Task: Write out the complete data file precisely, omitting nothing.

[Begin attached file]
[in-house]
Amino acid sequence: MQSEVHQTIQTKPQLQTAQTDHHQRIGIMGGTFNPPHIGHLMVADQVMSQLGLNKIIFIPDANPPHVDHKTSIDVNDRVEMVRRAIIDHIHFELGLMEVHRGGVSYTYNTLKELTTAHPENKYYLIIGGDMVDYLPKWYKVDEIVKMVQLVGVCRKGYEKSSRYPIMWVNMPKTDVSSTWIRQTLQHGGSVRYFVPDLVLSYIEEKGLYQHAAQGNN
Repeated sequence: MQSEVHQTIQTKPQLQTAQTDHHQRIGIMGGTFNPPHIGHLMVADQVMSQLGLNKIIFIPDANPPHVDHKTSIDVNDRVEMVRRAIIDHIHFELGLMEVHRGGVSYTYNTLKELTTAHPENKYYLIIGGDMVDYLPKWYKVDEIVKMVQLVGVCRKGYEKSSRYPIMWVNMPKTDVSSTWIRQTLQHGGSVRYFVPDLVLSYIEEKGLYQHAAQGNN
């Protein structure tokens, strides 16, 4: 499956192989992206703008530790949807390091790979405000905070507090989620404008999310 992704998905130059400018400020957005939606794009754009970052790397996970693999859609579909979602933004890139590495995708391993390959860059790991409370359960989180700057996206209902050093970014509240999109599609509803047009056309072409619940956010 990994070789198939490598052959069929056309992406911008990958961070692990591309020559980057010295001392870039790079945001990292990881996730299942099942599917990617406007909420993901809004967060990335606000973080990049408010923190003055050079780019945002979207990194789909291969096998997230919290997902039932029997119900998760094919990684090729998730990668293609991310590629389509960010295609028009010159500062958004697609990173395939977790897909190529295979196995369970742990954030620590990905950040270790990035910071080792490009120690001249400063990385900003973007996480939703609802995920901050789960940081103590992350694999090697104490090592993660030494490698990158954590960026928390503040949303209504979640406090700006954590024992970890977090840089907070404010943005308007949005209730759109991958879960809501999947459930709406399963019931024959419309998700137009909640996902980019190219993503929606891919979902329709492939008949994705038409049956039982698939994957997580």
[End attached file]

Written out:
[in-house]
Amino acid sequence: MQSEVHQTIQTKPQLQTAQTDHHQRIGIMGGTFNPPHIGHLMVADQVMSQLGLNKIIFIPDANPPHVDHKTSIDVNDRVEMVRRAIIDHIHFELGLMEVHRGGVSYTYNTLKELTTAHPENKYYLIIGGDMVDYLPKWYKVDEIVKMVQLVGVCRKGYEKSSRYPIMWVNMPKTDVSSTWIRQTLQHGGSVRYFVPDLVLSYIEEKGLYQHAAQGNN
Repeated sequence: MQSEVHQTIQTKPQLQTAQTDHHQRIGIMGGTFNPPHIGHLMVADQVMSQLGLNKIIFIPDANPPHVDHKTSIDVNDRVEMVRRAIIDHIHFELGLMEVHRGGVSYTYNTLKELTTAHPENKYYLIIGGDMVDYLPKWYKVDEIVKMVQLVGVCRKGYEKSSRYPIMWVNMPKTDVSSTWIRQTLQHGGSVRYFVPDLVLSYIEEKGLYQHAAQGNN
């Protein structure tokens, strides 16, 4: 499956192989992206703008530790949807390091790979405000905070507090989620404008999310 992704998905130059400018400020957005939606794009754009970052790397996970693999859609579909979602933004890139590495995708391993390959860059790991409370359960989180700057996206209902050093970014509240999109599609509803047009056309072409619940956010 990994070789198939490598052959069929056309992406911008990958961070692990591309020559980057010295001392870039790079945001990292990881996730299942099942599917990617406007909420993901809004967060990335606000973080990049408010923190003055050079780019945002979207990194789909291969096998997230919290997902039932029997119900998760094919990684090729998730990668293609991310590629389509960010295609028009010159500062958004697609990173395939977790897909190529295979196995369970742990954030620590990905950040270790990035910071080792490009120690001249400063990385900003973007996480939703609802995920901050789960940081103590992350694999090697104490090592993660030494490698990158954590960026928390503040949303209504979640406090700006954590024992970890977090840089907070404010943005308007949005209730759109991958879960809501999947459930709406399963019931024959419309998700137009909640996902980019190219993503929606891919979902329709492939008949994705038409049956039982698939994957997580």